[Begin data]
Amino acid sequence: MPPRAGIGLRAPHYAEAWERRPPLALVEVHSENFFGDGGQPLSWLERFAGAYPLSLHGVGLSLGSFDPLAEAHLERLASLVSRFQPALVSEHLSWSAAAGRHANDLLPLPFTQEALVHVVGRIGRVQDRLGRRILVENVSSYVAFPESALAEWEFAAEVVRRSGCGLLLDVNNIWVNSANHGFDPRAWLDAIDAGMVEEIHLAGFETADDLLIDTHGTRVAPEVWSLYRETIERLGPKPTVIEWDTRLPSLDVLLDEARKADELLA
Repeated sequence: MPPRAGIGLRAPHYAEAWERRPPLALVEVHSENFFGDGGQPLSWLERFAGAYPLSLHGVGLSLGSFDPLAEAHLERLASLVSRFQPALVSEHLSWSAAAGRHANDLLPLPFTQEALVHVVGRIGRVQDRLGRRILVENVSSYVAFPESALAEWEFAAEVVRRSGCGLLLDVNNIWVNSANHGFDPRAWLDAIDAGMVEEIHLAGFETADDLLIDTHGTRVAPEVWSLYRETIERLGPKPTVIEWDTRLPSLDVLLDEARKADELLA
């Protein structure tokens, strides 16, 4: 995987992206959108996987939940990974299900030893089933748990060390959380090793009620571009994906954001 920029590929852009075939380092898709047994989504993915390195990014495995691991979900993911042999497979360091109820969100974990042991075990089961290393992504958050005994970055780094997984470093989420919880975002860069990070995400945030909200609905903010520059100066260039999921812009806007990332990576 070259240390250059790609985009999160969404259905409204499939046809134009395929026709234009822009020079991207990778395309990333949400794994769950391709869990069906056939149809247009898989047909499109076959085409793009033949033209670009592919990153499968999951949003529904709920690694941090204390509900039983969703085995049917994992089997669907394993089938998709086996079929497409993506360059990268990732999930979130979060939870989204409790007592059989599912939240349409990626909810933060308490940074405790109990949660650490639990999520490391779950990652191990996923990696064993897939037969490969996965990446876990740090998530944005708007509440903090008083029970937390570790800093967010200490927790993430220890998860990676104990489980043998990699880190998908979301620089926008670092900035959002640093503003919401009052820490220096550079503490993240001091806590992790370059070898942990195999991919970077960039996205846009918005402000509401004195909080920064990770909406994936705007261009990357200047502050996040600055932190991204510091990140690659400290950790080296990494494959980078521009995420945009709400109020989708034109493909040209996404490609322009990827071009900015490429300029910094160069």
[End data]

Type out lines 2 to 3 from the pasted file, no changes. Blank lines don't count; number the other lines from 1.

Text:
Repeated sequence: MPPRAGIGLRAPHYAEAWERRPPLALVEVHSENFFGDGGQPLSWLERFAGAYPLSLHGVGLSLGSFDPLAEAHLERLASLVSRFQPALVSEHLSWSAAAGRHANDLLPLPFTQEALVHVVGRIGRVQDRLGRRILVENVSSYVAFPESALAEWEFAAEVVRRSGCGLLLDVNNIWVNSANHGFDPRAWLDAIDAGMVEEIHLAGFETADDLLIDTHGTRVAPEVWSLYRETIERLGPKPTVIEWDTRLPSLDVLLDEARKADELLA
């Protein structure tokens, strides 16, 4: 995987992206959108996987939940990974299900030893089933748990060390959380090793009620571009994906954001 920029590929852009075939380092898709047994989504993915390195990014495995691991979900993911042999497979360091109820969100974990042991075990089961290393992504958050005994970055780094997984470093989420919880975002860069990070995400945030909200609905903010520059100066260039999921812009806007990332990576 070259240390250059790609985009999160969404259905409204499939046809134009395929026709234009822009020079991207990778395309990333949400794994769950391709869990069906056939149809247009898989047909499109076959085409793009033949033209670009592919990153499968999951949003529904709920690694941090204390509900039983969703085995049917994992089997669907394993089938998709086996079929497409993506360059990268990732999930979130979060939870989204409790007592059989599912939240349409990626909810933060308490940074405790109990949660650490639990999520490391779950990652191990996923990696064993897939037969490969996965990446876990740090998530944005708007509440903090008083029970937390570790800093967010200490927790993430220890998860990676104990489980043998990699880190998908979301620089926008670092900035959002640093503003919401009052820490220096550079503490993240001091806590992790370059070898942990195999991919970077960039996205846009918005402000509401004195909080920064990770909406994936705007261009990357200047502050996040600055932190991204510091990140690659400290950790080296990494494959980078521009995420945009709400109020989708034109493909040209996404490609322009990827071009900015490429300029910094160069």